The end of the chain

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Opening of a new Ikuri supermarket, Tampere

Home refrigerators seldom stand alone. They are the last stop in a so-called "cool chain" that starts where food is first processed and refrigerated, sent via refrigerated transport, normally requiring special railway cars or lorries, to a retailer with refrigerated equipment.

During the Second World War, nutrition experts had learned the value of fresh, perishable foods like fresh fruit and organic meats and fish for providing the vitamins needed to prevent malnutrition. The United Nations Economic Commission for Europe even set up a special task force on perishable foods to ensure that these foods could travel, even across the Iron Curtain, if necessary.

At the local level, this went hand-in-hand with new ways of selling and shopping for food. New emphasis was placed in countries throughout Europe on self-service. Shoppers picked and chose their own food, often in a pre-weighed quantity, rather than relying on a shop-keeper.

This meant that retailers, especially those who wanted to offer perishable foods from further afield in the 1960s, such as butter and pork products from Denmark or frozen fish from Norway, needed to install refrigerating equipment that would not only store food, but place it attractively on display for shoppers.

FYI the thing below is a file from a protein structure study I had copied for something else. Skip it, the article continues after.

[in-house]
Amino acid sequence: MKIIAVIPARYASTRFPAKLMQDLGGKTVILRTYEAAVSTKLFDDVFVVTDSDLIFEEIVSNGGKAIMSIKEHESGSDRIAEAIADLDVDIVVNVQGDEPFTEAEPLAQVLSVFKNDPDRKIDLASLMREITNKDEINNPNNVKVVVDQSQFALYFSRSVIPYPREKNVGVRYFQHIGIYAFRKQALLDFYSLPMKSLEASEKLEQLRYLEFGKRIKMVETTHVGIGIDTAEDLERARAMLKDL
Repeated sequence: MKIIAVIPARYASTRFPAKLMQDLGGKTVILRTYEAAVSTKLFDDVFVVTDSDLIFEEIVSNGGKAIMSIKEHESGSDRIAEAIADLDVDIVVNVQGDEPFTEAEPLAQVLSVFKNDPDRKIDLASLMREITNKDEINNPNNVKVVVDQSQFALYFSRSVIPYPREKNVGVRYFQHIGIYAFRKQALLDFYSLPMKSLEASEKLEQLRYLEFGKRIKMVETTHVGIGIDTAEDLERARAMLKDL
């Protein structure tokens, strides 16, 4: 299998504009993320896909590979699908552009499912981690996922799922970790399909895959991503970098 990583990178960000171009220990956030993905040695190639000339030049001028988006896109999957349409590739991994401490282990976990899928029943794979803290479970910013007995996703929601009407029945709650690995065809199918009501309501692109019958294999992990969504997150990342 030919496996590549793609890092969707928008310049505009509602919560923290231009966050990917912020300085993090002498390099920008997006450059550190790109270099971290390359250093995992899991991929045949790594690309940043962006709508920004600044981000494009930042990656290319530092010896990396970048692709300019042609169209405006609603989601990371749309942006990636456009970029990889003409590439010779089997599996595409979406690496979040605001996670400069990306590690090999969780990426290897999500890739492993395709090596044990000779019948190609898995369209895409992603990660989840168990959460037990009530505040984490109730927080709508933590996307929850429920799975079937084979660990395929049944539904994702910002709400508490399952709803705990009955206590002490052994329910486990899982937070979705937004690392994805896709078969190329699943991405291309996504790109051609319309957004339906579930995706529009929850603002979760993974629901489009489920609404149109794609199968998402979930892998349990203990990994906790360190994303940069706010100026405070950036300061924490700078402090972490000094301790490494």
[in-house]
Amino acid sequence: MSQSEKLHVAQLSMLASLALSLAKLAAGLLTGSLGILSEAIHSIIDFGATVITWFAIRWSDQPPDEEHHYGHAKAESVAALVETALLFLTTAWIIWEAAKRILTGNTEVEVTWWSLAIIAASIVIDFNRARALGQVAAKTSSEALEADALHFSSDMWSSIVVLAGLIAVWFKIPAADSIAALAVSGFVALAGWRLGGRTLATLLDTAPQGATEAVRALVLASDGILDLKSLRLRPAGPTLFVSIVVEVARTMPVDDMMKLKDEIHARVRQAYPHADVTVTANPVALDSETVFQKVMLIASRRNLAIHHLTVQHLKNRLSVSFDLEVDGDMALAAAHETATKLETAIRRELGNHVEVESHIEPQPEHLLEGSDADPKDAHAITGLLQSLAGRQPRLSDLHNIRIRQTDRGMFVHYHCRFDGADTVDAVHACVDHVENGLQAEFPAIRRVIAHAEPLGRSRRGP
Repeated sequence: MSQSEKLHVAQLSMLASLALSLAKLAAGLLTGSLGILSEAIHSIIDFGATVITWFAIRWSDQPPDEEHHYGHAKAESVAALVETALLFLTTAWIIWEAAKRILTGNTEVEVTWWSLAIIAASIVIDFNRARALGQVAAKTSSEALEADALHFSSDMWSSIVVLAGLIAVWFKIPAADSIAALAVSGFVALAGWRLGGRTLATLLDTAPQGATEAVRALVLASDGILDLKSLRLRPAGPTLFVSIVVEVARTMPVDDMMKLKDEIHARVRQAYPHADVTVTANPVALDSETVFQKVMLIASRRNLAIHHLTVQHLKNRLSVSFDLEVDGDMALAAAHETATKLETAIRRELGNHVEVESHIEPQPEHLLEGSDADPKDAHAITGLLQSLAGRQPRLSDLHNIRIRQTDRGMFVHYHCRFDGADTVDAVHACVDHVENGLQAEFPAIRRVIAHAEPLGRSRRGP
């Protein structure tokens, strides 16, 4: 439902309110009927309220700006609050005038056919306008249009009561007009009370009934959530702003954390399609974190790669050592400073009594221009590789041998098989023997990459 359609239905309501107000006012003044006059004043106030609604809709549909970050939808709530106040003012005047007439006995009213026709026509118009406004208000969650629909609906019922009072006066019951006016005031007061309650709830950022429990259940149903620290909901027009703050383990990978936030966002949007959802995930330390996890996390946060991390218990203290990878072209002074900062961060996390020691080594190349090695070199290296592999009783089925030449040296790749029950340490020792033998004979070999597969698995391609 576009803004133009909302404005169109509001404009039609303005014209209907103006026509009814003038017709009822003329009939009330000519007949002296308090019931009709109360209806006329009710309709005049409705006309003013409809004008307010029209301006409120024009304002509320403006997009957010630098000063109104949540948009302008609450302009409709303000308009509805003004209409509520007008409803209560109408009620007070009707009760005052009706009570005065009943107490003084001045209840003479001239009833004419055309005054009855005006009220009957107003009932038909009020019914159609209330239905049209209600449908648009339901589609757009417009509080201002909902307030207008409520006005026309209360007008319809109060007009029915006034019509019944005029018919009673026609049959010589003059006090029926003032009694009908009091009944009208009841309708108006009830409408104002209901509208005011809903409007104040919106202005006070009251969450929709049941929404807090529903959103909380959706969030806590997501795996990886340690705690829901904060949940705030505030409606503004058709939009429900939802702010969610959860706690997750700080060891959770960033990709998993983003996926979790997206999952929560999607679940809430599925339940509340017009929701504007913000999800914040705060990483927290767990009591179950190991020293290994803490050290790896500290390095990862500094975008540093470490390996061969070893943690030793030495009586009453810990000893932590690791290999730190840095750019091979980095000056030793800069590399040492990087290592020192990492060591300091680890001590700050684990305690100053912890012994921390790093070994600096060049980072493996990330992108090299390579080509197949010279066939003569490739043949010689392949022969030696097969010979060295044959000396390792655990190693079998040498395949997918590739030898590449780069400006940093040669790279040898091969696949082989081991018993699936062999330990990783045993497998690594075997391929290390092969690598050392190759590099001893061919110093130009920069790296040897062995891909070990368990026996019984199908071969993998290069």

How to cite this page


Alexander Badenoch, 'The end of the chain', Inventing Europe,


  1. Van der Vleuten, Erik, "Feeding the Peoples of Europe: Transnational Food Transport Infrastructures in the Early Cold War, 1947-1960." In Materializing Europe, edited by Alec Badenoch and Andreas Fickers. Basingstoke: Palgrave 2010, 148-177

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Where to put the fridge that never came

Refrigerators are now common features of most households in Europe, but not all refrigerators are created equal. Unlike the US, where large fridges became the norm, finding a place for a refrigerator in European kitchens was a complex negotiation between the design of houses and the design of fridges.

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